Of course these two broad objectives things will be hard to accomplish, but I believe they are well within our collective grasp.  Best of all, as things begin to improve, virtuous feedback loops will unlock even further  progress.  2020 will be a hard year as we push against the corruption and failures of the past decade (or two)  but I believe that if we keep these two broad goals in mind, we can make the twenties a roaring success that everyone will talk about with pride and happiness… in a future world which still exists!

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Happy Fourth of July!  The United States of America turns 242 years old this year (2018).  People always talk about how new our nation is, but 242 is pretty venerable by any reasonable standard.  When the founding fathers declared independence, France was under the Ancien Régime, China was ruled by the sixth emperor of the Qing Dynasty, and the Ottoman Sultanate was a great world power.  Russia was expanding under the enlightened reign of…Catherine the Great!  The nascent United States had the idealistic strength of purpose to break from the forms of monarchy and autocracy which held sway around the world and to revisit the ancient, dangerous ideal of democracy–rule by the people for the people (although, admittedly, it was a pretty limited and flawed democracy in those early days…and maybe in these days too).  Democracies have always turned upon themselves and blown apart, so the founders were brave/brash to mint a new one in the era of absolutism, but it succeeded beyond their wildest dreams (except maybe for Alexander Hamilton…that guy was a maniac).

I love my country for its dangerous democracy and vibrant idealism, although weighing everyone’s opinions and forging them into a consensus can sometimes be a slow and painful process.   I also love America’s enlightened rule of law, its technological savvy, and, above all, its diverse population of people from all sorts of different backgrounds united by shared ideals.  Lately though, we have reached a sort of crossroads where the population is fundamentally at odds over two different divergent views of America’s strength, ideals, and purpose.  For the present, we are the Divided States of America: a recherche red nation of obedience, hierarchy, bravery, loyalty, & honor; and a libertine blue nation of shifting identities and ideas, ceaseless change, and unnerving new possibilities. Until one nation gains political ascendancy so overwhelming that the other side acknowledges it, the whole nation stumbles along deadlocked, incapacitated, and unable to adapt to a world where our adversaries and competitors are refining seductive new forms of autocracy (and goodness knows what else).

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After World War II, the world lay in shattered ruins.  The United States was at an apogee of power, victory and success.  Yet America rebuilt our adversaries in the belief that prosperous powerful, happy nations would be better allies and would become amazing friends.  We chose to remake the world not only with our vast power (not that we have been altogether reticent about wielding that double-edged sword) but with concepts, contracts, commerce, and compassion.  Germany, Japan, and Italy are our dearest friends—esteemed equals in the great work of civilization and progress. The Pax Americana has not been a perfect success, but it has been very good to the world and very good to us.  Turning our back on the world we built (and all of the advantages we built into the system for ourselves and our point of view) is rank folly.  When we had everything and were the only super power, we failed to reach out to the former Soviet Union with the same big-hearted elan…and look where that got us.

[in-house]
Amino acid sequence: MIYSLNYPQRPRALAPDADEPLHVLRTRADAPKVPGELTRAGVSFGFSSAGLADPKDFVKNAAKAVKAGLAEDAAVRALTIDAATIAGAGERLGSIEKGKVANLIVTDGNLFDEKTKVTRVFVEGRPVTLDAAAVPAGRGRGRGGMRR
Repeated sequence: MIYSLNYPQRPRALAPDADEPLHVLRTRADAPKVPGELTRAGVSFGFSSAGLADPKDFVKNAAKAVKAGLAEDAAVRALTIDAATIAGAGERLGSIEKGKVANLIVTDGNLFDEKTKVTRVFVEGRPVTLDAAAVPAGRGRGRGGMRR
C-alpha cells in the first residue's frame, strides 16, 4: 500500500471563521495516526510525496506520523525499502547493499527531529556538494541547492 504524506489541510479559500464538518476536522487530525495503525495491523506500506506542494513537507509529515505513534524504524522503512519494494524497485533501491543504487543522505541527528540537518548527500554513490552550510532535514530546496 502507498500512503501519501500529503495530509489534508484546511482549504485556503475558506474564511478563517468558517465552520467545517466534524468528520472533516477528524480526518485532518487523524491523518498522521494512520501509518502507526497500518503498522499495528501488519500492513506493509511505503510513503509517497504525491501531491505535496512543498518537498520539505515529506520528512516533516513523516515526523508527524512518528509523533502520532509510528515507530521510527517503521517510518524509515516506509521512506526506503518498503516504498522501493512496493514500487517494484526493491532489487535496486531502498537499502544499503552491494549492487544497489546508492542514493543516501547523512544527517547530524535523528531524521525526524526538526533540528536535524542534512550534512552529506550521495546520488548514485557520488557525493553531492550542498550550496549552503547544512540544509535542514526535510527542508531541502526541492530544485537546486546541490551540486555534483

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We have made terrible mistakes in the past and we are making a lot of new ones lately (and revisiting some of the golden oldies which have plagued us and destroyed other great nations).  Everyone talks about the “shattering of norms” (which makes me think of the drunken everyman from “Cheers” falling from his barstool and exploding into shards like peanut brittle).   Reforms are inevitable and necessary if a nation wishes to stay dynamic and powerful.  Some norms will have to be shattered so that these much-needed reforms can take place.  The dance of reaction versus progress is so much harder in the real world than it looks on the pages of the history books though, and for the first time since the Cold War ended, I am truly afraid for America’s future.  If we cannot control ourselves, our bright dreams of space colonies, next generation biotech, super AIs, and enlightened ecological conservation will vanish… so will a lot of other things we esteem and so will some very fundamental things we have always taken for granted.